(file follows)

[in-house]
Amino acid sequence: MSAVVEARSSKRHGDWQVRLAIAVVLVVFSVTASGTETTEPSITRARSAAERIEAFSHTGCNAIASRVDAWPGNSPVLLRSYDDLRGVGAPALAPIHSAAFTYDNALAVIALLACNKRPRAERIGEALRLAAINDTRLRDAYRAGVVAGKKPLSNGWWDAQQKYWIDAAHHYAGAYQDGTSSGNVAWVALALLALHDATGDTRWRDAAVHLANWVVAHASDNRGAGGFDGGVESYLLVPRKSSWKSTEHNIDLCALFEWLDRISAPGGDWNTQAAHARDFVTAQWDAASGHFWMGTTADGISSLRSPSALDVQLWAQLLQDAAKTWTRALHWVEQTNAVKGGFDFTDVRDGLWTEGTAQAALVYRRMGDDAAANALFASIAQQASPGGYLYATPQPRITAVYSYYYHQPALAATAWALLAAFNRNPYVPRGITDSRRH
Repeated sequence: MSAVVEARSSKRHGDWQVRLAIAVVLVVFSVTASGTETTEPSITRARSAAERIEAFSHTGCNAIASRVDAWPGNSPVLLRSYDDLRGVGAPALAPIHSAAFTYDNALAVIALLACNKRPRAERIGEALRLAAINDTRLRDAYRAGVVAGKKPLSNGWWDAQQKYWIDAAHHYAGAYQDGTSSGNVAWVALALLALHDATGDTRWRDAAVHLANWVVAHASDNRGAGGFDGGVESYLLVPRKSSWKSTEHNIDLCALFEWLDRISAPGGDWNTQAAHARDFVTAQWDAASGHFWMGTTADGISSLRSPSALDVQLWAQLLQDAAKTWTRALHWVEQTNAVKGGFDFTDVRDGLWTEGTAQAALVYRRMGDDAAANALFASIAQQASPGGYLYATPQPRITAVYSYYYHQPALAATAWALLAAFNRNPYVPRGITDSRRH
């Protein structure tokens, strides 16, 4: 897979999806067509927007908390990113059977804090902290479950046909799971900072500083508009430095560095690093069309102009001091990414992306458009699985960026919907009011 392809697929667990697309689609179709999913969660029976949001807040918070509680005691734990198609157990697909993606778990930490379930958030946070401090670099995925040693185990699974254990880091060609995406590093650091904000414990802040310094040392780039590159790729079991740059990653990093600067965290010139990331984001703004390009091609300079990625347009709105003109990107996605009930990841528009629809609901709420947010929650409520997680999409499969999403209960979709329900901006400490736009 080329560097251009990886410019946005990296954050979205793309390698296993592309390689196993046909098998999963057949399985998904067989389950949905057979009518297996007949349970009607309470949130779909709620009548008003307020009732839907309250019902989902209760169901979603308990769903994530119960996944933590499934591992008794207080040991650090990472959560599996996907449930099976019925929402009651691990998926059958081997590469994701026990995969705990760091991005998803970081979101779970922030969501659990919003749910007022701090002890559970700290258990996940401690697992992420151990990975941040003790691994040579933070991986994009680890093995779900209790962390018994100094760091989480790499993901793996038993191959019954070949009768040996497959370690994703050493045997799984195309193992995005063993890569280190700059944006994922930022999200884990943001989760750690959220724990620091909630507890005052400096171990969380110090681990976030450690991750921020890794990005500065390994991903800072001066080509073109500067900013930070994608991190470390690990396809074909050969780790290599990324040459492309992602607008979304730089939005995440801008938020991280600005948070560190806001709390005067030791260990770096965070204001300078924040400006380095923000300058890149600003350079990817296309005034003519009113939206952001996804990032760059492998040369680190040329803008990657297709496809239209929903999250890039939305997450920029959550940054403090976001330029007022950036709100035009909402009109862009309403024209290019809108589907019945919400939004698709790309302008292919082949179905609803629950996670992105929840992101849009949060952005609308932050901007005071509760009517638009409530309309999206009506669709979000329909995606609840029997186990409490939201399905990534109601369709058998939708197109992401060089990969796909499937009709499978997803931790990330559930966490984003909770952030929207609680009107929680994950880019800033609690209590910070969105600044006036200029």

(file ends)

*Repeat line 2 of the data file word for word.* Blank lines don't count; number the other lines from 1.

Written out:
Amino acid sequence: MSAVVEARSSKRHGDWQVRLAIAVVLVVFSVTASGTETTEPSITRARSAAERIEAFSHTGCNAIASRVDAWPGNSPVLLRSYDDLRGVGAPALAPIHSAAFTYDNALAVIALLACNKRPRAERIGEALRLAAINDTRLRDAYRAGVVAGKKPLSNGWWDAQQKYWIDAAHHYAGAYQDGTSSGNVAWVALALLALHDATGDTRWRDAAVHLANWVVAHASDNRGAGGFDGGVESYLLVPRKSSWKSTEHNIDLCALFEWLDRISAPGGDWNTQAAHARDFVTAQWDAASGHFWMGTTADGISSLRSPSALDVQLWAQLLQDAAKTWTRALHWVEQTNAVKGGFDFTDVRDGLWTEGTAQAALVYRRMGDDAAANALFASIAQQASPGGYLYATPQPRITAVYSYYYHQPALAATAWALLAAFNRNPYVPRGITDSRRH